Jail crisis can't wait

January 11, 1994

In 1991, the hottest Anne Arundel County issue in the General Assembly session was what to do about the deplorable conditions at the county Detention Center. Things have not changed much since.

The jail on Jennifer Road in Parole is still deplorable. And due to the irresponsible, selfish political games that have been played with this project, the county is no closer to finding a solution to the jail problem than it was two years ago.

The County Council has lacked the fortitude to settle on a site for a new jail. And Annapolis leaders who oppose County Executive Robert R. Neall's last-resort plan to expand the existing jail managed to get Gov. William Donald Schaefer to promise to block state money for it. The governor's pledge not only killed funding for the expansion, but also money for needed improvements to make the jail functional and safe.

It is critical that money for these improvements be appropriated during the 1994 legislative session, which begins tomorrow.

This is not merely a case of making life more comfortable for prisoners. It is a matter of public safety.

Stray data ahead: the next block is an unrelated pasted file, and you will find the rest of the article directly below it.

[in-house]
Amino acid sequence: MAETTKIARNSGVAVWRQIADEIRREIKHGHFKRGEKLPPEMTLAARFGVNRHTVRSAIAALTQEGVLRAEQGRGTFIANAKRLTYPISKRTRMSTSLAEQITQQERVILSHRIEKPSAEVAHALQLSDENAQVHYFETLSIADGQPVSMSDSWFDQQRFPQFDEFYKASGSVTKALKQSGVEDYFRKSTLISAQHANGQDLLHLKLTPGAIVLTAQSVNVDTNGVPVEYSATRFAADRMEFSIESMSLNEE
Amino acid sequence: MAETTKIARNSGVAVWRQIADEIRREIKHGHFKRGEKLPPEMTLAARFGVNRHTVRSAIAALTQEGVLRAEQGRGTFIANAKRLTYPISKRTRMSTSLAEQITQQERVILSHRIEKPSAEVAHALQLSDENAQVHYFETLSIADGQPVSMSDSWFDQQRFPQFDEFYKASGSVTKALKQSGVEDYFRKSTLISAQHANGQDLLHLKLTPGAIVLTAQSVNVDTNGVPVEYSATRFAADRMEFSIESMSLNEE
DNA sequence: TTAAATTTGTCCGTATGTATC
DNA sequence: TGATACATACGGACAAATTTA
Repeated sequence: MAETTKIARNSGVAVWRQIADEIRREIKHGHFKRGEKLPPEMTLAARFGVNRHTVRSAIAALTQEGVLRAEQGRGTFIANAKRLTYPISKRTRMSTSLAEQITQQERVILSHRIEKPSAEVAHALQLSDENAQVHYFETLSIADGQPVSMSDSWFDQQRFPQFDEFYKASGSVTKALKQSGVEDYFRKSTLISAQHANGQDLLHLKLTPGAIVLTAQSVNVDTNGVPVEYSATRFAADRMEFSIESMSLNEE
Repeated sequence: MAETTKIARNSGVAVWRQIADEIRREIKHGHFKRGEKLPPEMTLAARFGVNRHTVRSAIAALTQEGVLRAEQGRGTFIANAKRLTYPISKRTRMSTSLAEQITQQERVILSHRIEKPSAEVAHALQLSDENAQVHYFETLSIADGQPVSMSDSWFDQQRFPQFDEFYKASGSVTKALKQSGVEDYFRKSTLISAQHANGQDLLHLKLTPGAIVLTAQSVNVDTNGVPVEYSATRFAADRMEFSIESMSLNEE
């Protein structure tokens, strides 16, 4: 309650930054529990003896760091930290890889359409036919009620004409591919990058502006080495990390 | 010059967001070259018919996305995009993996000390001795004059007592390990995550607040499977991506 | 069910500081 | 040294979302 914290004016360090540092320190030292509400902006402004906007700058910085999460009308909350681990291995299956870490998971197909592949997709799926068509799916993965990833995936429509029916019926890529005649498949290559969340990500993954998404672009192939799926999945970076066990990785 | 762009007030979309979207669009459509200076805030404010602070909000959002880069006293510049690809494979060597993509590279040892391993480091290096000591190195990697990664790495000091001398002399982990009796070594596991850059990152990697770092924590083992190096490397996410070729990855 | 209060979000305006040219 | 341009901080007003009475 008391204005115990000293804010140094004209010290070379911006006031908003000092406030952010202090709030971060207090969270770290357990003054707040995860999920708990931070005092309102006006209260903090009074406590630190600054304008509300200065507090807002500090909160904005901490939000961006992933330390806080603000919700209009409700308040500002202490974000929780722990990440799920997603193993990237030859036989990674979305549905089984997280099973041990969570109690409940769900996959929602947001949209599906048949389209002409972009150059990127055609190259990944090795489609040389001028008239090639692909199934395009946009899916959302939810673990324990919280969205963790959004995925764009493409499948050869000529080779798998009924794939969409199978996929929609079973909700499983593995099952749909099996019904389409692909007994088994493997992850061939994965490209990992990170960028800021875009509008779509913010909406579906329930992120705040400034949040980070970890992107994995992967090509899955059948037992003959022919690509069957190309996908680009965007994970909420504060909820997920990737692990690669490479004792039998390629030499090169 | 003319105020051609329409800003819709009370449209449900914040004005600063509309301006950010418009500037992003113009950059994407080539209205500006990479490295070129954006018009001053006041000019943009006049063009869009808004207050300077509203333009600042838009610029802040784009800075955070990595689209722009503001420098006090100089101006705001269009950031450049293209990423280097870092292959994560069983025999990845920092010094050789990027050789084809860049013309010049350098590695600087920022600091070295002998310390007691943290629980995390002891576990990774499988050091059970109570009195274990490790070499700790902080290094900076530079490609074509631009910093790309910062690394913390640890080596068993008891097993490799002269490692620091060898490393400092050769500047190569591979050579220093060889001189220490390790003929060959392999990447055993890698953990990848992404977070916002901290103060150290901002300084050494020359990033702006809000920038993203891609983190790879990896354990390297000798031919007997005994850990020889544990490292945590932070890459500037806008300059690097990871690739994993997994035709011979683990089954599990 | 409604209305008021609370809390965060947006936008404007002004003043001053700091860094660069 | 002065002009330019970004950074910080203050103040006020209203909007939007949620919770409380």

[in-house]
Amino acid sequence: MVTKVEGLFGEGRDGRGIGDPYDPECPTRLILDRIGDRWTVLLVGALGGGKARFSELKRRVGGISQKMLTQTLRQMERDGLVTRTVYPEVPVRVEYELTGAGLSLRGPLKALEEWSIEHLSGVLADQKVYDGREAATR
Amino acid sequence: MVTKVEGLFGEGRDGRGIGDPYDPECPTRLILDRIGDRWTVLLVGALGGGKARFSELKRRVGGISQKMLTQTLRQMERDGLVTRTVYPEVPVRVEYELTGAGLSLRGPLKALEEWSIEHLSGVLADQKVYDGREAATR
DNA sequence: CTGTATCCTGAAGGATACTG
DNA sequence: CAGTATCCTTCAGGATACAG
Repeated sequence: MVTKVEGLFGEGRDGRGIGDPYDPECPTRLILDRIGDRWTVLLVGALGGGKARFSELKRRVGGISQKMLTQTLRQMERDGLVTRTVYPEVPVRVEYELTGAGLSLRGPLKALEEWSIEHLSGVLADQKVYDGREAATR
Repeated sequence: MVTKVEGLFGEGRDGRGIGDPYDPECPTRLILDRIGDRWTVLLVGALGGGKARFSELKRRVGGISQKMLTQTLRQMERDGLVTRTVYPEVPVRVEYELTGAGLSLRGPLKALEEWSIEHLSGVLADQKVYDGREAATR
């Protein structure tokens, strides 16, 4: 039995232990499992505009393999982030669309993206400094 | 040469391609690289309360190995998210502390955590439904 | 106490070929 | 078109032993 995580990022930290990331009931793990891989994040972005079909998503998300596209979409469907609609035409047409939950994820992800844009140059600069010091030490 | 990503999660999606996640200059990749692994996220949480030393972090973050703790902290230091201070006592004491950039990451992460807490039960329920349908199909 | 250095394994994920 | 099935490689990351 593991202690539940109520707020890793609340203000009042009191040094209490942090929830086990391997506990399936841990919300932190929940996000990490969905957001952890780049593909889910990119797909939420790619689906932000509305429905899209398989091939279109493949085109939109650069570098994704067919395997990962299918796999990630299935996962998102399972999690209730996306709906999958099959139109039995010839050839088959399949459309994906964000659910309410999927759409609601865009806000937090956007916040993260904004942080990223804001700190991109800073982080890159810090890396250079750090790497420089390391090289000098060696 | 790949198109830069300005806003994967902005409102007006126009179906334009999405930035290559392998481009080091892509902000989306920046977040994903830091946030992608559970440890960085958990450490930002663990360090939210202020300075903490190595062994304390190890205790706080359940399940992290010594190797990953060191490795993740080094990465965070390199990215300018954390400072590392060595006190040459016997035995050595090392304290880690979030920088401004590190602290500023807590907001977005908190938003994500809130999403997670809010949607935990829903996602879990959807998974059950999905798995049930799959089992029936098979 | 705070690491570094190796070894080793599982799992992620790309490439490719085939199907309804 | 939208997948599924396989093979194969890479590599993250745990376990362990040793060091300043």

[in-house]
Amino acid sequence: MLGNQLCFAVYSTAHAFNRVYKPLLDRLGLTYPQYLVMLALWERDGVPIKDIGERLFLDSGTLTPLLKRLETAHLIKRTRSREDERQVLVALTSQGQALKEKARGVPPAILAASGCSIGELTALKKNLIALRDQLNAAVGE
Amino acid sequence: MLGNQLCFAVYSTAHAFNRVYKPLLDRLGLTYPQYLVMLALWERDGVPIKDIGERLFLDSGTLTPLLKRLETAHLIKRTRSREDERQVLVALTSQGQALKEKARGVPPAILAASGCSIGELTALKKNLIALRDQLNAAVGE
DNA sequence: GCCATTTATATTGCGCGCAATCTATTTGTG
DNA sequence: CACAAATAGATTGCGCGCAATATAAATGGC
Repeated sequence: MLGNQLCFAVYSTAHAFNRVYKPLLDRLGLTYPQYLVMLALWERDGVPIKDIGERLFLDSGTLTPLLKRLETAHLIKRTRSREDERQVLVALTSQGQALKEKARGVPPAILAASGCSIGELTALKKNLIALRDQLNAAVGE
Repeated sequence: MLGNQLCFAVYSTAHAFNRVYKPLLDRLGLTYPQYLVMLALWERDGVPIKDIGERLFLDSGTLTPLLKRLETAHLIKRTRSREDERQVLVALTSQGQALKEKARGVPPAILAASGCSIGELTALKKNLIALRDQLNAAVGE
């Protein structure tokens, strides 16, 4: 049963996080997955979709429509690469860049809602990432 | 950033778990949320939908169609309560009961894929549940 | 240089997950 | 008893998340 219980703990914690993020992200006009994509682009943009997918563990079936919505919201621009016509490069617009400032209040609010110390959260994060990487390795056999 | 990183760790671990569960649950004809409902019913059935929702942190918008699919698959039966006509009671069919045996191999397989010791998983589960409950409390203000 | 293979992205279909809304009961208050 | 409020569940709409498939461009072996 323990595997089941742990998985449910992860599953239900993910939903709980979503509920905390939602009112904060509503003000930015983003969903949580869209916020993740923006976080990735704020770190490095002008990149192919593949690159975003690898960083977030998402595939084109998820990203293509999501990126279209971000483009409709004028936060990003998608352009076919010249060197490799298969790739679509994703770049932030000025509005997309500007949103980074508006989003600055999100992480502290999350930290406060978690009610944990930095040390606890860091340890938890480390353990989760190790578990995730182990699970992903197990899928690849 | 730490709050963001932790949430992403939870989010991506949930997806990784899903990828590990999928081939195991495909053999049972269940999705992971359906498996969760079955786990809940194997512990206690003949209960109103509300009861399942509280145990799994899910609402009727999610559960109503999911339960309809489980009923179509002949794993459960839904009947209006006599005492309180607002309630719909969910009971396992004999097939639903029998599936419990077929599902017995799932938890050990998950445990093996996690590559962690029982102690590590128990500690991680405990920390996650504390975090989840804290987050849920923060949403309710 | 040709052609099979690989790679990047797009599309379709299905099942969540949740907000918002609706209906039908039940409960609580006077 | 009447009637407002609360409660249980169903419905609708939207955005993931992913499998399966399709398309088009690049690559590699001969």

When violent inmates have to be housed with other prisoners because there aren't enough maximum-security cells, when the building becomes an inferno during the summer, when there is no room for recreation or counseling programs, the result is a jail ever ready to erupt.

The jail was built in 1967 for 200 prisoners; it now houses up to 700. The kitchen and laundry haven't been improved in those 27 years. The $11 million Mr. Neall had planned to request from the state for the first phase of the upgrade before the governor stepped in would have corrected these deficiencies and provided more secure cells for maximum-security prisoners.

Since then, Annapolis lawmakers who oppose full-scale expansion at Jennifer Road seem to realize that the building will be used as a jail even if other correctional facilities are built elsewhere and that it must be made safe and decent. We fear, however, that with the governor's capital budget completed and the County Council yet to choose a site for a new jail lawmakers will be reluctant to go after any money for Jennifer Road.

That would be a mistake. Fixing Jennifer Road is an important, long overdue step toward relieving a threat to the public safety that is more serious than most people realize.

Baltimore Sun Articles
|
|
|
Please note the green-lined linked article text has been applied commercially without any involvement from our newsroom editors, reporters or any other editorial staff.